A book every software developer should read.

I just finished reading the book Skill Up: A Software Developer's Guide to Life and Career by Jordan Hudgens.

If you are currently working as a developer (all levels), freelancer (or contractor) and/or want to build up on your career skills, you should read it. Here's the book description:
This unique book provides you with a wealth of tips, tricks, best practices, and answers to the day-to-day questions that programmers face in their careers. It is split into three parts: Coder Skills, Freelancer Skills, and Career Skills, providing the knowledge you need to get ahead in programming.

Tips for Developers

Here's a couple of quotes targeting developers that I enjoyed in the book:
  • Excellence is as straightforward as focused practice. Don't believe on the myth of genius developers;
  • When your working on something hard or are learning something new, remove any and all potential distractions, limiting the slot to around two hours.
  • Deep work is the ability to focus without distraction on a demanding task. 
  • A Research from about task-switching shows that it takes, on average, 23 minutes and 15 seconds to get fully back on task after being distracted. Keep focused!
  • Set small goals, you're less likely to put it off.
  • To think about the new concept instead of rushing through it. 
  • Keep stretching yourself by learning a new programming language or framework, teaching others or creating an open source library

Tips for Entrepreneurs

A few tips for entrepreneurs:
  • Use services like HARO to pair up with reporters and have your name out there.
  • Recruit other developers if you're working on something that's not in your domain of expertise.
  • Blogging is a great way to position yourself as an expert.
  • Try to avoid scope creep.
  • Starting over versus refactoring.
  • Basecamp and Freshbooks can be valuable tools for freelancers and entrepreneurs.
  • How to engage new clients.
  • LinkedIn and good old referrals are still strong networking tools, don't ignore them.

Career Tips

A few career tips that I liked were:
  • If you should learn how to code and how to learn from scratch.
  • What specialty should you take.
  • Which programming language.
  • Bootcamps and other ways to improve your programming skills.
  • Resume and salary tips.
  • Enterprise software job.


This book has tips for everyone. Don't forget that the life of a developer and/or entrepreneur is not easy. Coding is hard! Keeping up to date with libraries and techniques is hard! Dealing with clients is hard! So what can we do to keep up to date with all facets of our profession?

I personally enjoyed this book because some of the techniques/tips introduced here I was already using on my life (pomodoro technique, deep work, task switching, etc) and are things I always try to pass to my fellow developers when I can. Plus, the career tips on Part III were very insightful too.

Hope it has something that you're looking for too!


See Also

Monday, August 21, 2017

The Laws of security

Understand how important it is to understand the 10 Laws of security and their impact on development

Continuing on a previous discussion about the book Stealing the Network, How to Own the Box and your online security, I would like to follow up on a very interesting section of the book: the laws of security. But what exactly are they?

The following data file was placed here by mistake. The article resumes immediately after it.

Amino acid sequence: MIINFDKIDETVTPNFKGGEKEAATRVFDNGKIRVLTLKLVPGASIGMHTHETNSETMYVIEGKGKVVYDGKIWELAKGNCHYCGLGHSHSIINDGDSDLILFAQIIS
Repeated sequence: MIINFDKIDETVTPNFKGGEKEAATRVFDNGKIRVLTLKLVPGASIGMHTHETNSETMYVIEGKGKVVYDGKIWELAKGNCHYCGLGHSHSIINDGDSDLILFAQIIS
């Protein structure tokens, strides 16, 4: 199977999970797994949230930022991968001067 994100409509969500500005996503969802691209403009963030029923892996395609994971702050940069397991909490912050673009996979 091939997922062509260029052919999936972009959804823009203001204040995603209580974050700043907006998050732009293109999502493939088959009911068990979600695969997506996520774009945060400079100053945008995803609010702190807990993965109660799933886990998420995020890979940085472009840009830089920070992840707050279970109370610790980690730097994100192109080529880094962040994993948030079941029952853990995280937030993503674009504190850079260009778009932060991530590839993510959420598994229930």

The Laws of Security

According to the authors, the 10 laws of security are:
  • Law #1: If someone can persuade you to run his program on your computer, it’s not your computer anymore.
  • Law #2: If someone can alter the operating system on your computer, it’s not your computer anymore.
  • Law #3: If someone has unrestricted physical access to your computer, it’s not your computer anymore.
  • Law #4: If someone is allowed to upload programs to your web site, it’s not your web site any more.
  • Law #5: Weak passwords trump strong security.
  • Law #6: A machine is only as secure as the administrator is trustworthy.
  • Law #7: Encrypted data is only as secure as the decryption key.
  • Law #8: An out-of-date virus scanner is only marginally better than no virus scanner at all.
  • Law #9: Absolute anonymity isn’t practical, in real life or on the Web.
  • Law #10: Technology is not a panacea.
If you are a developer, devops or sysadmin, I would like to ask you: have you seen any of these rules before?  

The Laws of Security and Developers

Now that we know these rules, in order to rethink them from a development standpoint, let's consider these questions:
  • Do we, while writing our code, think about how could make our code safer?
  • Do we, while reviewing other people's code, think about how to make our code safer or which are the vulnerabilities in it?
  • By knowing those rules, how could we protect our companies by writing safer code? Are we doing our best for them?
  • By knowing those rules, how could we write safer code protect our users from threats and even from themselves? Are we doing our best for them?

Unfortunately, the answer is probably NO for most of the above. Or maybe a false yes (I do but, you know, not exactly sure if it's right.) That's okay! Our objective here is to foster the discussion in the first place. Next, work on incorporating cybersecurity paradigms into our lives so that we these patterns, tools and techniques become part of our habitual skill set.


Security is hard. We need to disseminate this knowledge and educate our families, users, managers, co-workers and everyone else around us so they can be constantly thinking about risks and threats, how we can mitigate them and why we should be discussing them. We always think about threats in the real world so, why neglect the virtual one?

See Also

About the Author

Bruno Hildenbrand